A challenge that arises in the collection of data and information is the identification of relevant information, this is a result of organisations not clearly defining a market sector.[16]

Validation[edit]

Shows the duplication of data which reduces data quality [17]

Validation is the second step in the MI model, this which can be referred to as data cleansing[11][18].The maintenance of good data quality is important as data and information is being retrieved from many different sources.[18] Data and information obtained from sources can be dirty, meaning that it is incomplete, wrong, inappropriate, duplicated.[11] This step will allow data and information to be adjusted and understandable to the organisation, furthermore it allows for consistency and compliance to be present.[11] If data quality is not maintained correctly it can lead to organisational losses with revenue and governmental regulation failures.[6]

Method of Validation[edit]

Data cleansing is a complex process that involves several stages in order to get good data quality for MI strategy use.[18] Stages include defining the organisation’s level of data quality, detecting error from the data collected and then repairing the errors[19].The five stages of data cleansing are data analysis to identify errors, eliminating the errors, checking to ensure elimination of error are done appropriately, refreshing the data in the data warehouse and finally replacing the dirty data with clean data.[20]

Processing[edit]

Processing is the third step in the MI model.[4] It involves the use of translating the clean data using organisational rules, modelling, logic and analysis to produce readable information, reports and spreadsheets that allows the organisation to gain specified knowledge.[11] The interpretation of data into readable information is difficult as it is complex, it requires proper technology and heavy commitment from a top organisational level to match data and information gained and align it to a marketing strategy.[21]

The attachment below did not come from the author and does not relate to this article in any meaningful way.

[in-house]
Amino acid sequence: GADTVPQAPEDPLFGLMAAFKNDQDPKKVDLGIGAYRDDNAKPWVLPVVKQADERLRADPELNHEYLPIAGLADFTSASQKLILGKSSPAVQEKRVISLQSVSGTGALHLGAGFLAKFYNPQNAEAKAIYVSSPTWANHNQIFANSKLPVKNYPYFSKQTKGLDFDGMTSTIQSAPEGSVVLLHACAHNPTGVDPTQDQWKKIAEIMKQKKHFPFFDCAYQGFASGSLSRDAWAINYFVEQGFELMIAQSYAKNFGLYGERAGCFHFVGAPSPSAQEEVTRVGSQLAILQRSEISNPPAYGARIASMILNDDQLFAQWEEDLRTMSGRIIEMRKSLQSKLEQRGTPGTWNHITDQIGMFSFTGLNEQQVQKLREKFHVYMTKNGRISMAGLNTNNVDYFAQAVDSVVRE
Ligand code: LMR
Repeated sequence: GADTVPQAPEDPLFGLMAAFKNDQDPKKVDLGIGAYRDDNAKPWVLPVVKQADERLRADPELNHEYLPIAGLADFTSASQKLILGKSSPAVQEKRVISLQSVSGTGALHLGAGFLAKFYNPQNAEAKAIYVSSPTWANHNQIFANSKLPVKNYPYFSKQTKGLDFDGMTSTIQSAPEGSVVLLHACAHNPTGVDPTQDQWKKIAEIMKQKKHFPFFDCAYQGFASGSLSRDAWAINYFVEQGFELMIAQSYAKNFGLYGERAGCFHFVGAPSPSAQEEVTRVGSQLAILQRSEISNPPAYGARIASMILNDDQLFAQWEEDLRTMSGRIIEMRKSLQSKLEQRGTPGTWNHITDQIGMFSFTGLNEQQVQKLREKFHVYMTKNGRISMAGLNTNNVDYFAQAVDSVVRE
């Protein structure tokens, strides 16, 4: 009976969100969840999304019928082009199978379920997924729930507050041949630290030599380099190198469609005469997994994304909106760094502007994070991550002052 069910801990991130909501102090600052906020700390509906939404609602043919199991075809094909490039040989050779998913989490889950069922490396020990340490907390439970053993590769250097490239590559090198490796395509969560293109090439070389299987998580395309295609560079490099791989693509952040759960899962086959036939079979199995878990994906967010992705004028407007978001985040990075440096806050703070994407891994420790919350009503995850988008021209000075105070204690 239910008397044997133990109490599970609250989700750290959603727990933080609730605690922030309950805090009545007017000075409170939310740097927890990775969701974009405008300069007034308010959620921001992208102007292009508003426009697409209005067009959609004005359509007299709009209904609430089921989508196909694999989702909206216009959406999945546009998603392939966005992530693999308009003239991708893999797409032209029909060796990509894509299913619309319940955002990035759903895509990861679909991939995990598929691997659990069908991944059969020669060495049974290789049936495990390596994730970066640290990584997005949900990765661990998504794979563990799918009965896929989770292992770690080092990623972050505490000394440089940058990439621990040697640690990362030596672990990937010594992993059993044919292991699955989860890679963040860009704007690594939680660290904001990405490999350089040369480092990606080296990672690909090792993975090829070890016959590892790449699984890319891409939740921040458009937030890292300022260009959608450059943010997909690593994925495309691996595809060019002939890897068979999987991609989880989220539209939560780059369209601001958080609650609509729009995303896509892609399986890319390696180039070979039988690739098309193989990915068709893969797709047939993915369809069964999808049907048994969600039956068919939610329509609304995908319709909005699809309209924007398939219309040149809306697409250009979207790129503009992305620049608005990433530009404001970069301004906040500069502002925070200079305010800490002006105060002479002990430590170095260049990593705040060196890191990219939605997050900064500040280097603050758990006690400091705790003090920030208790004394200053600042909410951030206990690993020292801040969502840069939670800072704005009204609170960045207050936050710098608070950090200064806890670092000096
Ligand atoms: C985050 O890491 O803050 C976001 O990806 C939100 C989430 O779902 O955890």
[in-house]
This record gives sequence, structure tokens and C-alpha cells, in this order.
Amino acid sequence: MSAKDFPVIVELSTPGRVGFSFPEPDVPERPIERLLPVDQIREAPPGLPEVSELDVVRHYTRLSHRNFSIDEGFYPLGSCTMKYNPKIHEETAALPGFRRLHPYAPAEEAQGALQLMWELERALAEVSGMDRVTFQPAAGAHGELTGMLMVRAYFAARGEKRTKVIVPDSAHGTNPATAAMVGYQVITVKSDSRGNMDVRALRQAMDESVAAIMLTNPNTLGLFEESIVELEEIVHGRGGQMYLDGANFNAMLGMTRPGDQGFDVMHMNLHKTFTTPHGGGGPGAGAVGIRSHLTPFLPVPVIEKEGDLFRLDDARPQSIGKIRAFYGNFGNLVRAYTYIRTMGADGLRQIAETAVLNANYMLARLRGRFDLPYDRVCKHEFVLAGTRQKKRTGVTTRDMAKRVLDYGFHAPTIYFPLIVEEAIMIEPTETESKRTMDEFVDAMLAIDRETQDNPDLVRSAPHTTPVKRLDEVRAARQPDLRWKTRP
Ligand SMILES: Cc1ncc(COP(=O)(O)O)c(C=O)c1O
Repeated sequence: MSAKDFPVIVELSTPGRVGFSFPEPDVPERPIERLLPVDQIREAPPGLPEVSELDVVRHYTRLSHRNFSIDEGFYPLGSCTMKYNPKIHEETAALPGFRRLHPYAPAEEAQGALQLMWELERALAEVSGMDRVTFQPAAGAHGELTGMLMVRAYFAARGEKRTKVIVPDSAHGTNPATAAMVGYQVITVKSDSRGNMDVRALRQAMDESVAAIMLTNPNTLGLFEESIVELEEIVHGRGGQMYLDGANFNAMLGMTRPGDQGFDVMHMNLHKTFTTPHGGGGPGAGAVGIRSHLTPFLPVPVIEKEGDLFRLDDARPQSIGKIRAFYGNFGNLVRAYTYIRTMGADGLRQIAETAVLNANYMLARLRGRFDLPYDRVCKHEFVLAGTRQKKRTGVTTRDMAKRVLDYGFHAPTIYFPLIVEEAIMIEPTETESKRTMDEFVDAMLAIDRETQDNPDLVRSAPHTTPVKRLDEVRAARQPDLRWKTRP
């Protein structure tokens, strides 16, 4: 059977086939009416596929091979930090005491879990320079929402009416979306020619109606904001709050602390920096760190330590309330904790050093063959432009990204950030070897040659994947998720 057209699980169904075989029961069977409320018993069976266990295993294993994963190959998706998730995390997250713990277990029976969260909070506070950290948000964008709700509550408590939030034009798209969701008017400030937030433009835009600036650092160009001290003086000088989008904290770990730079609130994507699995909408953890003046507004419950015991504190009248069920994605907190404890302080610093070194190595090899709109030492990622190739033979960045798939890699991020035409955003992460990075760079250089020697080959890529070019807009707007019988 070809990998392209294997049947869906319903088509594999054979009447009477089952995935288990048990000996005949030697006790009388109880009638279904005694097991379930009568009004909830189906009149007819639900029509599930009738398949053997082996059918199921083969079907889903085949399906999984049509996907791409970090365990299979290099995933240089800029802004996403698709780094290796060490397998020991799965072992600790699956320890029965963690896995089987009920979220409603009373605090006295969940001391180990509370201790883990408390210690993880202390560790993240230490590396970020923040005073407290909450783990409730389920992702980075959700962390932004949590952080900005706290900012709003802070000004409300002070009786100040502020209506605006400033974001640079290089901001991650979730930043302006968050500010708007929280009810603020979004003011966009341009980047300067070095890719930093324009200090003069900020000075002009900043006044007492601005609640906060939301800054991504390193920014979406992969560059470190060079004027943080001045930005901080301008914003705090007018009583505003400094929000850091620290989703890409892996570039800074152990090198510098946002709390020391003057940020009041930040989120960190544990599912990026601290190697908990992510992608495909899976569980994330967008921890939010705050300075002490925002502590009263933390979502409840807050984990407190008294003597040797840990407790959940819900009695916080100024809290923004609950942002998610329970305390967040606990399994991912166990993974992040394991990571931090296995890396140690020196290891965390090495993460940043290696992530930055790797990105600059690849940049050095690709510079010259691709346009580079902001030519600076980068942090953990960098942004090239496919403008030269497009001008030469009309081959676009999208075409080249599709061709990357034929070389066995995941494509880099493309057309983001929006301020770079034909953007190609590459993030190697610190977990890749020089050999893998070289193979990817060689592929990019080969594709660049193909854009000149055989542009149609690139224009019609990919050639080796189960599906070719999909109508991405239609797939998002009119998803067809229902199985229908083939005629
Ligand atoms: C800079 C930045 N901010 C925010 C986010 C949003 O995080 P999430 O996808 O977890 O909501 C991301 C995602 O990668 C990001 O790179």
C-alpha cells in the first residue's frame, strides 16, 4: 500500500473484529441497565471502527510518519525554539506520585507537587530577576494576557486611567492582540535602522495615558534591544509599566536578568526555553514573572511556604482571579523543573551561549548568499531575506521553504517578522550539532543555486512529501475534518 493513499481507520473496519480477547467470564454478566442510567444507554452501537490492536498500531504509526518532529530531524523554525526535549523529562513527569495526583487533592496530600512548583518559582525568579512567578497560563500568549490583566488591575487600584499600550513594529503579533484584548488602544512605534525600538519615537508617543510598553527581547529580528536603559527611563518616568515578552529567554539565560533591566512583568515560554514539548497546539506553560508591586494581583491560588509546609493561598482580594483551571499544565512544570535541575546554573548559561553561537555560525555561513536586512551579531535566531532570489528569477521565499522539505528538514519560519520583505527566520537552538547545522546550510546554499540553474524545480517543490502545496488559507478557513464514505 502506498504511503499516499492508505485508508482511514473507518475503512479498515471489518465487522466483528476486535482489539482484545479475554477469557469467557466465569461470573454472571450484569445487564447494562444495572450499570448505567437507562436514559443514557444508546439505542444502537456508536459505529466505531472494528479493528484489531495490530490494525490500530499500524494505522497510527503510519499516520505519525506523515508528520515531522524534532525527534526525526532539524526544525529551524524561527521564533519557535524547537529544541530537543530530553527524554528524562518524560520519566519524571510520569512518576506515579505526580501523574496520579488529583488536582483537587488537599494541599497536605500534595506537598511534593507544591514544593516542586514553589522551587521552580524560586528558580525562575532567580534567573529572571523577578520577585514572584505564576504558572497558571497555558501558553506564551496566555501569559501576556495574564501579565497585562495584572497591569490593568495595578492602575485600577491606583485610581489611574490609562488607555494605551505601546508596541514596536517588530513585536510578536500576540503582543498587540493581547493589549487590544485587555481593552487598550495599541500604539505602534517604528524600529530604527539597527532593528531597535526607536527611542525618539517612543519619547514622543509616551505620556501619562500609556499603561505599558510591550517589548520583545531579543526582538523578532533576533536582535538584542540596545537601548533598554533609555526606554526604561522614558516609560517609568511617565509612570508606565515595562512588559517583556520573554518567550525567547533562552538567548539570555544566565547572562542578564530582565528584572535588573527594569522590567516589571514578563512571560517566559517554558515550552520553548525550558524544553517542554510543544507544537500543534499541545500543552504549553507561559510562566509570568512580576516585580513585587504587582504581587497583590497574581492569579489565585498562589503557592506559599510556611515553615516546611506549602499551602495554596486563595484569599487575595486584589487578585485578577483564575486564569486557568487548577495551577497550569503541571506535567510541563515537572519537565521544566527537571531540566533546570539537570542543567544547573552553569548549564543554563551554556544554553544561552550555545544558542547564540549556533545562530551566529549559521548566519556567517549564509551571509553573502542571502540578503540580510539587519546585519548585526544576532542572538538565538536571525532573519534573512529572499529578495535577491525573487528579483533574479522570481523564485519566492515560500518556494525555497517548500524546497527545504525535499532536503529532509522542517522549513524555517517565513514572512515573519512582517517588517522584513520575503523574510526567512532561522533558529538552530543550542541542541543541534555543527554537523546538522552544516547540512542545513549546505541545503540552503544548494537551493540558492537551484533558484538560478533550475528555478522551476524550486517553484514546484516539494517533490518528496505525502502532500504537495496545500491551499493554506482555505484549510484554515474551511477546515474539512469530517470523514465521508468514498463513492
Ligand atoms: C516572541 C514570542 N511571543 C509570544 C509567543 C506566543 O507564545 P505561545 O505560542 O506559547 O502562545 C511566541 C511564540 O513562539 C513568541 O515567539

Communication[edit]

Communication is the last step in the MI model. It involves the sharing, delivering and transmission of information gained from the processing step to figures in the organisation who will apply it accordingly to the market strategy[22]. As MI is a continuously changing, the communication of the MI strategy requires managers whom have expertise in the given market industry in order to determine the ongoing validity of the MI strategy and its implementation.[23] In order to make the communication of the MI strategy as successful as possible, this process must be performed by every level of an organisation, also known as the intelligence organisation.[8]

Intelligence Organisation[edit]

Intelligence organisation refers to the “people and information resources who make the market intelligence process happen”.[1] The five elements of an intelligence organisation are, MI leadership who manages and leads the MI process, a MI team, a portfolio of external information sources that is set up by the MI team, internal MI network made up of MI users and the MI user’s personal information source network.[1] An intelligence organisation element is made up of external and internal factors that allows for a continuous MI process.[1][8]

Gathering market intelligence data[edit]

[24]Use of search engines in gathering MI

The gathering of MI data is different dependent on an organisation’s financial capabilities. Sources of data and information is separated into qualitative, quantitative, formal, informal, published and unpublished. With such sources being retrieved both internally and externally from the organisation.[8] It involves using search engines and corporate web sites to see competitor’s strategies, identifying business trends through reputable publications and existing customer clientele.[25] Organisations use different systems to gather MI, one system is that is used is Open-source Intelligence system.[26]

Internal intelligence gathering[edit]

Sources of internal intelligence gathering is include but is not limited to, gathering data from customers, manufacturers, through research and development (R&D), employees, also known as salesforce, physical evidence, sales quotes, sales records, trade shows and new hires.[27] These data sources were ranked by organisations on a scale measuring five for being very important to one being not important. It was founded that customers and manufacturers and R&D are the most important to organisations with one hundred percent of organisations ranking these data sources with the number four or higher[28],. It shows that in the process of collection and gathering MI data and information, these data sources brought the most value to organisations.